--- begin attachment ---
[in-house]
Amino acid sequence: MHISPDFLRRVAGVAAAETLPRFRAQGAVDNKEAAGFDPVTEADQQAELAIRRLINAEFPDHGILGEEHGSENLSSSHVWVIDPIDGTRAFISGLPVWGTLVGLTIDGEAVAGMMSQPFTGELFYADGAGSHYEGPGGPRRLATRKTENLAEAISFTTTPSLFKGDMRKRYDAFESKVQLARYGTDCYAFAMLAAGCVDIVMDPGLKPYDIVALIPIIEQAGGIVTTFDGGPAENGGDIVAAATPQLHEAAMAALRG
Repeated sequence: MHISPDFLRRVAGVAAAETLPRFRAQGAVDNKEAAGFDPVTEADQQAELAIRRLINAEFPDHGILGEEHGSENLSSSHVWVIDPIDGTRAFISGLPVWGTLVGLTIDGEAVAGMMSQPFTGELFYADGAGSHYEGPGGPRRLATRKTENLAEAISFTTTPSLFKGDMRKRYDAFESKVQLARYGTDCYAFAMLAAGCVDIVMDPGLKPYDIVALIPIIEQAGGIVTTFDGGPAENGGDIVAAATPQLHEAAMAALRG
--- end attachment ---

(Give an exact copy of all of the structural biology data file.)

[in-house]
Amino acid sequence: MHISPDFLRRVAGVAAAETLPRFRAQGAVDNKEAAGFDPVTEADQQAELAIRRLINAEFPDHGILGEEHGSENLSSSHVWVIDPIDGTRAFISGLPVWGTLVGLTIDGEAVAGMMSQPFTGELFYADGAGSHYEGPGGPRRLATRKTENLAEAISFTTTPSLFKGDMRKRYDAFESKVQLARYGTDCYAFAMLAAGCVDIVMDPGLKPYDIVALIPIIEQAGGIVTTFDGGPAENGGDIVAAATPQLHEAAMAALRG
Repeated sequence: MHISPDFLRRVAGVAAAETLPRFRAQGAVDNKEAAGFDPVTEADQQAELAIRRLINAEFPDHGILGEEHGSENLSSSHVWVIDPIDGTRAFISGLPVWGTLVGLTIDGEAVAGMMSQPFTGELFYADGAGSHYEGPGGPRRLATRKTENLAEAISFTTTPSLFKGDMRKRYDAFESKVQLARYGTDCYAFAMLAAGCVDIVMDPGLKPYDIVALIPIIEQAGGIVTTFDGGPAENGGDIVAAATPQLHEAAMAALRG